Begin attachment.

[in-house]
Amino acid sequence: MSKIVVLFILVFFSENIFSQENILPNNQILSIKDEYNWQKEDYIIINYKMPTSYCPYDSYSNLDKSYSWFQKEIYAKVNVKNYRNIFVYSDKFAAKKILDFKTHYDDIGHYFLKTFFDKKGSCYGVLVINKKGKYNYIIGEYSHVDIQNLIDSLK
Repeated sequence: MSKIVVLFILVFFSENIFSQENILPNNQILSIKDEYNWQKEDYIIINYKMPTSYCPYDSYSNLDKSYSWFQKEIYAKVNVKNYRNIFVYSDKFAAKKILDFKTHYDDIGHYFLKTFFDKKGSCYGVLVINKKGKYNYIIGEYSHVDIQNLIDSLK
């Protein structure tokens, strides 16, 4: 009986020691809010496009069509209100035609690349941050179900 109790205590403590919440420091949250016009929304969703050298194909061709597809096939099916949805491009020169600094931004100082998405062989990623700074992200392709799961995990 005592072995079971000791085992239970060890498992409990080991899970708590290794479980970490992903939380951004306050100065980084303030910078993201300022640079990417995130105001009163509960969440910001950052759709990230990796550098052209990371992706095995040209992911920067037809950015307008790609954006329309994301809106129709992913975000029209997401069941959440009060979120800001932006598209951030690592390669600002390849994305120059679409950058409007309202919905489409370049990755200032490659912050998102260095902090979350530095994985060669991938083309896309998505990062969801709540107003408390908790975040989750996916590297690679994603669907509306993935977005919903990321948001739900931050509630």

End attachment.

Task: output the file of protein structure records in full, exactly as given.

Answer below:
[in-house]
Amino acid sequence: MSKIVVLFILVFFSENIFSQENILPNNQILSIKDEYNWQKEDYIIINYKMPTSYCPYDSYSNLDKSYSWFQKEIYAKVNVKNYRNIFVYSDKFAAKKILDFKTHYDDIGHYFLKTFFDKKGSCYGVLVINKKGKYNYIIGEYSHVDIQNLIDSLK
Repeated sequence: MSKIVVLFILVFFSENIFSQENILPNNQILSIKDEYNWQKEDYIIINYKMPTSYCPYDSYSNLDKSYSWFQKEIYAKVNVKNYRNIFVYSDKFAAKKILDFKTHYDDIGHYFLKTFFDKKGSCYGVLVINKKGKYNYIIGEYSHVDIQNLIDSLK
């Protein structure tokens, strides 16, 4: 009986020691809010496009069509209100035609690349941050179900 109790205590403590919440420091949250016009929304969703050298194909061709597809096939099916949805491009020169600094931004100082998405062989990623700074992200392709799961995990 005592072995079971000791085992239970060890498992409990080991899970708590290794479980970490992903939380951004306050100065980084303030910078993201300022640079990417995130105001009163509960969440910001950052759709990230990796550098052209990371992706095995040209992911920067037809950015307008790609954006329309994301809106129709992913975000029209997401069941959440009060979120800001932006598209951030690592390669600002390849994305120059679409950058409007309202919905489409370049990755200032490659912050998102260095902090979350530095994985060669991938083309896309998505990062969801709540107003408390908790975040989750996916590297690679994603669907509306993935977005919903990321948001739900931050509630």